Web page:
by Kevin Mullins Published 01/11/2011
Wedding photojournalism, or documentary wedding photography or reportage wedding photography (whatever is the 'en vogue' saying in the bridal magazines at the time) is a style of photography that, in essence, tells the real story of the wedding day without any intervening, prompting, posing or directing from the photographer. In my mind, the art of this discipline is in seeing the moment.
My story started many years ago when I would attend friends' weddings as a guest, and take my old Canon EOS film camera with me. Iíd snap away during the day wherever I could Ė always looking for interesting moments and candid scenes. Every time I gave my images to them they seemed to love them more than the standard posed images that they got from their professional photographer.
Of course, they probably didnít have the likes of Barrie and Bev Downie, Crash Taylor or Dave Nunn shooting their wedding. I fully appreciate other forms of wedding photography and if a bride comes to me seeking a more artistic or editorial wedding day shoot then I gladly point them in the direction of the very talented photographers who offer this kind of work. I was delighted to get my LSWPP at last yearís Convention based on a purely documentary wedding panel. Although I also have a studio, my work at weddings will always be purely documentary. I donít feel comfortable directing the wedding day, and the clients who choose me, generally do so because they prefer to simply let the day unfold with a visual documentary of the actual events that occurred.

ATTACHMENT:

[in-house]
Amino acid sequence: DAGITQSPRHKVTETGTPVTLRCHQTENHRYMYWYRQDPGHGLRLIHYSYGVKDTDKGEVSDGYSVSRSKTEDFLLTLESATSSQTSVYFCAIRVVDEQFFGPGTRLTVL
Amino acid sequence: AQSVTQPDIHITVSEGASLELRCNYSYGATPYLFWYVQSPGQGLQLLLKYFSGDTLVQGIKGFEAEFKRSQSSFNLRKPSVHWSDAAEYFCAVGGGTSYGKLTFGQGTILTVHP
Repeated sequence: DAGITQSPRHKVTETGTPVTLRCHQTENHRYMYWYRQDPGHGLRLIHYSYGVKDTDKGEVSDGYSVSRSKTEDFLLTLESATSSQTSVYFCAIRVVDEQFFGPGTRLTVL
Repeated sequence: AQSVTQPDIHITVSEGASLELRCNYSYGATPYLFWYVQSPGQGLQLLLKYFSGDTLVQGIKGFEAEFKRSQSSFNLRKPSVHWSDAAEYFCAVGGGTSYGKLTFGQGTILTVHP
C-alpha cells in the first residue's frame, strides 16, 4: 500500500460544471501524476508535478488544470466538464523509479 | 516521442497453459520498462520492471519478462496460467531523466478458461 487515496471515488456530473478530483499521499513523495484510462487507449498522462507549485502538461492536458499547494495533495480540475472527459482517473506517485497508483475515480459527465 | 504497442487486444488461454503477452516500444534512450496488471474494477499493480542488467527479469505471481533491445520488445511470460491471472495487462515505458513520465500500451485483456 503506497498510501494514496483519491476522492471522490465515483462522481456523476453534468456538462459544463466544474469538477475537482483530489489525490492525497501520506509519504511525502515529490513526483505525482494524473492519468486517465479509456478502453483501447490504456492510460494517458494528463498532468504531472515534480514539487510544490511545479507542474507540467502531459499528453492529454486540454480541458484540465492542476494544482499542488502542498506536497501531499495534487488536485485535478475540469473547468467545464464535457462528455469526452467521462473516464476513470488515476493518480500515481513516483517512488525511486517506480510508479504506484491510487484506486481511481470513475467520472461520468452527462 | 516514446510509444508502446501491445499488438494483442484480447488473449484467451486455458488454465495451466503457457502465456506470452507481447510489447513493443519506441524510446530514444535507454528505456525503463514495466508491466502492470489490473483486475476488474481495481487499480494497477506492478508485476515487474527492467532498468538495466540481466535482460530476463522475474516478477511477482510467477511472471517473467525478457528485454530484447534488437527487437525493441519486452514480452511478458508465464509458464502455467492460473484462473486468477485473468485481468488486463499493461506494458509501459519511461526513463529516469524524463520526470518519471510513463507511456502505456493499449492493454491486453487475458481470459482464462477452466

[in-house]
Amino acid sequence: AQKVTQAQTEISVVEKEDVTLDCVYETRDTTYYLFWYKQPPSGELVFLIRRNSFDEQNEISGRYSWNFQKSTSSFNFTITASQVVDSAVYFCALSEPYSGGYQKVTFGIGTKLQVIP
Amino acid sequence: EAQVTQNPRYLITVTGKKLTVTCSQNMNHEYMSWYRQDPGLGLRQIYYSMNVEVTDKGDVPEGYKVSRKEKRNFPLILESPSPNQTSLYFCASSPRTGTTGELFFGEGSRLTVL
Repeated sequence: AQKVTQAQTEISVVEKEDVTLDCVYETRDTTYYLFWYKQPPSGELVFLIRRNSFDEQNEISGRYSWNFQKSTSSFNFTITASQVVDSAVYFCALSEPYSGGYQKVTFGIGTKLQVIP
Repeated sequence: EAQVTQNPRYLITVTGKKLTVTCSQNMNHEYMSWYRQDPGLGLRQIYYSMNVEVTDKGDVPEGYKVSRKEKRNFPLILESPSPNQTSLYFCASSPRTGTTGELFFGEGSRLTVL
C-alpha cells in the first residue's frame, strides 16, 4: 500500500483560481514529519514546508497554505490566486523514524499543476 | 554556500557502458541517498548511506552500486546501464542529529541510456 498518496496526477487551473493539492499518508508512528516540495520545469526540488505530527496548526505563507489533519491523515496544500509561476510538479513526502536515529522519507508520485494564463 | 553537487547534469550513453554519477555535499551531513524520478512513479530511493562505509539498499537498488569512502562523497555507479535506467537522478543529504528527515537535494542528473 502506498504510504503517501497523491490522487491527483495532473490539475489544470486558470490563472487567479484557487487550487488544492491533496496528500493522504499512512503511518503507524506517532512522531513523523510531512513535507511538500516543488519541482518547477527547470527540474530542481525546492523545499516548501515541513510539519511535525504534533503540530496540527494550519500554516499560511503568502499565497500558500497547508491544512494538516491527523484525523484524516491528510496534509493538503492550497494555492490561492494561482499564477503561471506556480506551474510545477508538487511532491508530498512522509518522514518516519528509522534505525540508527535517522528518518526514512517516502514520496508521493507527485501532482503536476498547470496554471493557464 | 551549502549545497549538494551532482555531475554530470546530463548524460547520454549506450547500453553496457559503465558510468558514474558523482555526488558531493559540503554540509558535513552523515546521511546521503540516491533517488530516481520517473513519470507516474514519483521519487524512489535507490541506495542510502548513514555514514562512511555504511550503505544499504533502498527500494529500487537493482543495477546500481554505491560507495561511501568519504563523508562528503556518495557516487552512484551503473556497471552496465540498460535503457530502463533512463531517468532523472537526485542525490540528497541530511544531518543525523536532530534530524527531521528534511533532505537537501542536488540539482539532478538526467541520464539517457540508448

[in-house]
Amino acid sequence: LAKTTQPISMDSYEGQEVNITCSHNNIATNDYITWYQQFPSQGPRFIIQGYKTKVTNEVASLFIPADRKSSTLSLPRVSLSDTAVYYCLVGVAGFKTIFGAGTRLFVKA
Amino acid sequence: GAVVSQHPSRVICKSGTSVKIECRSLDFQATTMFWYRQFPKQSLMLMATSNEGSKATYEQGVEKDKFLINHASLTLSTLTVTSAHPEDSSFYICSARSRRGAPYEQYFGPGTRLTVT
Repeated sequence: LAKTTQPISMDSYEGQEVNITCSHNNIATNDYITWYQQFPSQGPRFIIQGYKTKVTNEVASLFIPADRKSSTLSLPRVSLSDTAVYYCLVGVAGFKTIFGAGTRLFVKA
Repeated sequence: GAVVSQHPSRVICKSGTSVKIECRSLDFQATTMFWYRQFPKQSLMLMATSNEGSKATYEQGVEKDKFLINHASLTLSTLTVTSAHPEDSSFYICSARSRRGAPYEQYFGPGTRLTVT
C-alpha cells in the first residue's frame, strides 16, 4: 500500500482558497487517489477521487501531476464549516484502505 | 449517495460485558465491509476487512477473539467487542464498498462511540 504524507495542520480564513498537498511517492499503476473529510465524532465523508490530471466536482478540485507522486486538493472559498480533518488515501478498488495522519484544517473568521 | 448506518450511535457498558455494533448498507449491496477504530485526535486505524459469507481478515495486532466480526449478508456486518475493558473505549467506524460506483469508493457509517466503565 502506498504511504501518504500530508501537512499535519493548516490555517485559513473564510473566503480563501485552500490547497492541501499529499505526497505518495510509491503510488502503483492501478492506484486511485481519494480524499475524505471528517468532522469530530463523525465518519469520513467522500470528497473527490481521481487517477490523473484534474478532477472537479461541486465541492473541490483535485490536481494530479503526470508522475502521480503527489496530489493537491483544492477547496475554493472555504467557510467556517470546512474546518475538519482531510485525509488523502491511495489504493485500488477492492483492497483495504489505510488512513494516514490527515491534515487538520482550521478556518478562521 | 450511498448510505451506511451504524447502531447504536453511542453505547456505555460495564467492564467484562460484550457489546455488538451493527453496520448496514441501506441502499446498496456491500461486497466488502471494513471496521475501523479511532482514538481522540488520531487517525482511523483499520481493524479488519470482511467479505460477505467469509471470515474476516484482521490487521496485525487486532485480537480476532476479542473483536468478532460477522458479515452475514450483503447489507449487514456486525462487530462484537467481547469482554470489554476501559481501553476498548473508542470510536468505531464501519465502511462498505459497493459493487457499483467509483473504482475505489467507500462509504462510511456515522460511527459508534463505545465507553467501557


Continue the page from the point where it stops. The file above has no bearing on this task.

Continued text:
I try to keep as close to the action as possible and often use just two lenses throughout the day. At the moment I am shooting most weddings using a 35mm lens on a Canon 1D Mark IV and an 85mm lens on a Canon 5D Mark II.
I approach every wedding as a blank canvas and for me, the best images from the day really connect with the clients and show context to the event. The image (top) was shot very recently and is one of my favourite images of 2011 so far.
To me, the image is priceless. Itís not technically correct by any stretch of the imagination Ė but the bride loved this image and itís her favourite from the day. In order to get the image, I had to get into the right place, at the right time of course. There is an element of luck, granted, but I shot a few frames from this position and it was only by carefully observing the scene unfolding could I choose to wait until the perfect moment occurred.
I could see the grandmother of the bride approaching the car in the reflection and I could see the bride had waved at her. I knew then, that the likelihood was that the grandmother would wave back. Which she did.
The image really came together because at the same time the bride and groom tenderly touched hands, the father of the bride stepped into the scene and you can also see one of the bridesmaids, one of the ushers and the grandfather all reflected in the windows of the bridal car.
Images that really touch the couples, and capture the essence of the day are what I am after.
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